Volume 11 Supplement 1
Can the recycling of LLIN reduce their coverage and use? Social, cultural and ethical aspects of LLIN life cycle management: exploratory qualitative data from Madagascar
© Ramanantsoa et al; licensee BioMed Central Ltd. 2012
Published: 15 October 2012
There is growing awareness of the likely impact of increased numbers of LLIN on the environment, if not disposed of or recycled appropriately. The WHO and UNEP initiated a pilot study to identify and assess the feasibility of environmentally-sound and cost-effective options for collection, recycling and disposal of LLIN. In this context, several studies were conducted in rural Madagascar whereby 22,559 used bed nets were collected for recycling. A social science study was carried out to provide preliminary data on socio-cultural factors related to the collection and replacement of LLIN for disposal or recycling.
Exploratory qualitative research was carried out following the pilot study in Betioky, Tsihombe, Fenerive Est and Ambanja, triangulating participant observation, interviewing and group discussions. Data analysis was a continuous, flexible and iterative process concurrent to data collection. Final analysis was carried out using NVivo 9.
It cannot be a priori excluded that the collection of LLIN that are being used in any form/way (sleeping, alternative and secondary uses) from households for recycling purposes can, under certain conditions, lead to lower LLIN coverage and use. Several factors account for this. (i) Net preference. LLIN use for malaria prevention is expected to decrease when the nets distributed after the collection do not meet local requirements, additionally leading to alternative uses. Consequently, community members were often not willing to hand over old nets before confirming that new nets were appropriate for their intended use. (ii) Public/Private Sphere. The collection campaign brings net use out of the private and into the public sphere, in certain cases leading to lower net use and presenting an additional problem for collection. Users stated feeling ashamed at having to present dirty, ripped or bad smelling nets in public. Such concerns can lead to users refraining from relinquishing nets and/or to reducing net use in order to keep nets presentable for future collection. (iii) Net Lifecycle. The economic value placed on nets, for both sleeping and alternative/ secondary uses, along with the sense of individual ownership of the nets, raises the question whether it is feasible to recycle nets during this stage of the net’s lifecycle. More so, given the fact that people will receive new nets based on epidemiological criteria and not in relation to their willingness to hand over used nets. Collecting nets at the stage of “waste” (when they are no longer used for any purposes) was locally more acceptable.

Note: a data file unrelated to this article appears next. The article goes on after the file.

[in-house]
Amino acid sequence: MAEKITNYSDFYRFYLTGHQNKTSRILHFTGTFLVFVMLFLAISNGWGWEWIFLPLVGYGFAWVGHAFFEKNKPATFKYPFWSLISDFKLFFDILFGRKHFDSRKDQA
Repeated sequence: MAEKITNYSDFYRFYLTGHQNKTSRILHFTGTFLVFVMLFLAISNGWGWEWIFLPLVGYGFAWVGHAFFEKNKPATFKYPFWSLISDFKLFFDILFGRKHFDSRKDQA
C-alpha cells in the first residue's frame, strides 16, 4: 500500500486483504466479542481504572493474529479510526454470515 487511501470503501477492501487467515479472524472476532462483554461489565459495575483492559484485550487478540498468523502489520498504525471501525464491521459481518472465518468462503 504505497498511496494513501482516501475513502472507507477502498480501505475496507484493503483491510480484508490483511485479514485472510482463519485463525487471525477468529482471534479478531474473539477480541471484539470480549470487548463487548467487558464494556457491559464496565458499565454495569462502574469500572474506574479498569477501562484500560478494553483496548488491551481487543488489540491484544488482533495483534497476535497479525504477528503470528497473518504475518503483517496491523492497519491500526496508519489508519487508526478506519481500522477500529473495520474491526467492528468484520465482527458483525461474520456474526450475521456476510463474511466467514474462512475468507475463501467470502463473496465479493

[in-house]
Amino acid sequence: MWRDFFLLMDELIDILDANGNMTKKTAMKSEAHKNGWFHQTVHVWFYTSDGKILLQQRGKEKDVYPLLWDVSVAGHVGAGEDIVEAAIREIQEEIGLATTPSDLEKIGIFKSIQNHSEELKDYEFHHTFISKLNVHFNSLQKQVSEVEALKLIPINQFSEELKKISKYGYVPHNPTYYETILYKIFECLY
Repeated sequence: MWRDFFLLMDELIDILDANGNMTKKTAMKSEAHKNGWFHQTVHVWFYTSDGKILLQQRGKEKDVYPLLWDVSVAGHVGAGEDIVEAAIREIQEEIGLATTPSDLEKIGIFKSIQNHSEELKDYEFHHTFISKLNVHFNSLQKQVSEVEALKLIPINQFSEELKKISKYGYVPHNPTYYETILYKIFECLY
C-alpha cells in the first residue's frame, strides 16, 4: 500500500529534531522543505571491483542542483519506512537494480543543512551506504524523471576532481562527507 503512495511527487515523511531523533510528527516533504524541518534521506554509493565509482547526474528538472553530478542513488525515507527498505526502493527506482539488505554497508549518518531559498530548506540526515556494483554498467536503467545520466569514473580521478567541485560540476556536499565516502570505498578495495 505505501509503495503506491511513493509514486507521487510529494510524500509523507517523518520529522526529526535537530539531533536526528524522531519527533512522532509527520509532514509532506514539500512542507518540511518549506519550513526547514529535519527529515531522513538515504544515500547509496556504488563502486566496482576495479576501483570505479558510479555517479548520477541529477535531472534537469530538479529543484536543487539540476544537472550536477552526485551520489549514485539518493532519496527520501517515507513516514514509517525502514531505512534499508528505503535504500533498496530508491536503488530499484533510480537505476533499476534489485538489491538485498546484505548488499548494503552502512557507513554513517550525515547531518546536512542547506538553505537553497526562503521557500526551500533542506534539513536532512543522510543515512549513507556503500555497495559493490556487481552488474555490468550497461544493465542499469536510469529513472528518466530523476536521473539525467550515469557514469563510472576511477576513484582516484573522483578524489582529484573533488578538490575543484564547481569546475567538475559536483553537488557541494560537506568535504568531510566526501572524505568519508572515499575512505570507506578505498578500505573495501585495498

The collection of used bed nets can be expected to be most feasible (i) for LLIN without locally perceived economic value, preferably at the stage of waste, (ii) when assuring users that net preference criteria are met by new LLIN, (iii) when the collection strategy is planned and appropriately explained to the community upon distribution of the LLIN. Given the possible concerns regarding net coverage and use, the collection strategy ought to be defined prior to net distribution and based on in-depth data on the local context.
This article is published under license to BioMed Central Ltd. This is an Open Access article distributed under the terms of the Creative Commons Attribution License (http://creativecommons.org/licenses/by/2.0), which permits unrestricted use, distribution, and reproduction in any medium, provided the original work is properly cited.